“I’m using 3D-printed tools to design cardiac-mapping catheters, device used by surgeons to map the electrical activity of the heart and find disturbances,” Kevin Cyr, a second-year medical student at the university, said in a press release.
Atrial fibrillation (AFib) is a heart condition characterized by an irregular heartbeat that can eventually lead to blood clots, stroke, heart failure and other heart-related complications. According to the American Heart Association, about 2.7 million Americans are currently living with the condition.
Cyr suggests the finding and understanding the rhythm disturbances that happen in the heart could be challenging because most of the medical devices that are typically used, which use electrodes on the surface of the heart to measure electrical activity, are one-size-fits-all. So, Stanford researchers are creating devices that can be customized to fit individual patients’s unique contours and divots of the heart.
In order for Cyr’s device to work, patients have to undergo an MRI or CT scan that records an image file of the heart which is then sent to a 3D printer. Using the scan, the researchers can recreate the natural anatomy of each patient and apply that knowledge to the device.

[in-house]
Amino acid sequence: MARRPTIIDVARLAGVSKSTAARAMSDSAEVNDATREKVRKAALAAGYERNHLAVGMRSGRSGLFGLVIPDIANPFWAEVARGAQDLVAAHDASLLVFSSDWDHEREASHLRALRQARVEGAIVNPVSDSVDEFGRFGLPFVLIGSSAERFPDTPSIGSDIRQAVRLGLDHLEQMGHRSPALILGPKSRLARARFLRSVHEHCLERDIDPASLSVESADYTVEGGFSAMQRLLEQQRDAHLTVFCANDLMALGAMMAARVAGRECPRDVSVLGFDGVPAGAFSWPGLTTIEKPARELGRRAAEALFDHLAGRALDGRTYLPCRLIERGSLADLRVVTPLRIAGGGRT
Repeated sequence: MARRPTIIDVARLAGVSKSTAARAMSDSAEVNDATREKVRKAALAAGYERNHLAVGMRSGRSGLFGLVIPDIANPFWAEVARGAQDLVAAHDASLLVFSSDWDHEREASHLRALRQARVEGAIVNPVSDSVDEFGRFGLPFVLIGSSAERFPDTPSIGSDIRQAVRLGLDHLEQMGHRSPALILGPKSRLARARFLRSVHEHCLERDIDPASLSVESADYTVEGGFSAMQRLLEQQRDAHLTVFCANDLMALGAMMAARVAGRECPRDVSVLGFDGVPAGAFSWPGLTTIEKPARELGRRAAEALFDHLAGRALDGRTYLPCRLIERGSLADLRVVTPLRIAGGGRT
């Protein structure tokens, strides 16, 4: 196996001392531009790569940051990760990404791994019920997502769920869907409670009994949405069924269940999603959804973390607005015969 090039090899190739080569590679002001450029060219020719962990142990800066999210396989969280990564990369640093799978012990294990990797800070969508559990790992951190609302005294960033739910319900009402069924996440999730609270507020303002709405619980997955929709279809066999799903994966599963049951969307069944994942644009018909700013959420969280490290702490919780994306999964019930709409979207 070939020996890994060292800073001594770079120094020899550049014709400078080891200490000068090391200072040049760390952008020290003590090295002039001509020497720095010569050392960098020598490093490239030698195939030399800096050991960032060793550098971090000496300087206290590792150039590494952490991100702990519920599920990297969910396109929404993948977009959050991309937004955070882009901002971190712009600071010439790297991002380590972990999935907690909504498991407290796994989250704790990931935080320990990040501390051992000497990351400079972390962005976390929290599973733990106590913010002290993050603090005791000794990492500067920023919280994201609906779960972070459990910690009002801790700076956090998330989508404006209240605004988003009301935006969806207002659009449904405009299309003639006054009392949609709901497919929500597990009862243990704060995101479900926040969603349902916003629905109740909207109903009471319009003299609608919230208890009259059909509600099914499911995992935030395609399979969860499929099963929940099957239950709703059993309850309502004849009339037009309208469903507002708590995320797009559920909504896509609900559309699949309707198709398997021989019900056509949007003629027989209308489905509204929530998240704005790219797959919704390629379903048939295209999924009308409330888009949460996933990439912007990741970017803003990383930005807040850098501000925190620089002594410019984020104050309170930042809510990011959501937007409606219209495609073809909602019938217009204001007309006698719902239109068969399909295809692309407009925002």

The device is small, thin and features a flexible silicone membrane with tiny holes in a grid-like formation. Each hole contains a tiny electrode that when placed on the surface of the heart’s atrium, can measure the electrical activity on that specific region of the heart. The data collected from the electrode can be transmitted to a computer creates a recording that shows the electrical activity of that area of the heart. The recordings also show a heat map of electrical activity that physicians can use to determine which areas of the heart need treatment.
“We can map in perfect detail this rectangular grid of information and not have to worry about missing signals, poor contact or things like that, which otherwise might throw out errors,” Cyr said.
Currently, the devices are being used on the epicardium layer of the heart. The researchers are working on seeing if the 3D-printed device could be used to map the interior of the heart as well. Using recordings from the interior of the heart could bring more accuracy in measuring rhythmic disturbance, according to the researchers.
The researchers suggest that it could take another year or two to refine the technology. It has not yet been tested on humans.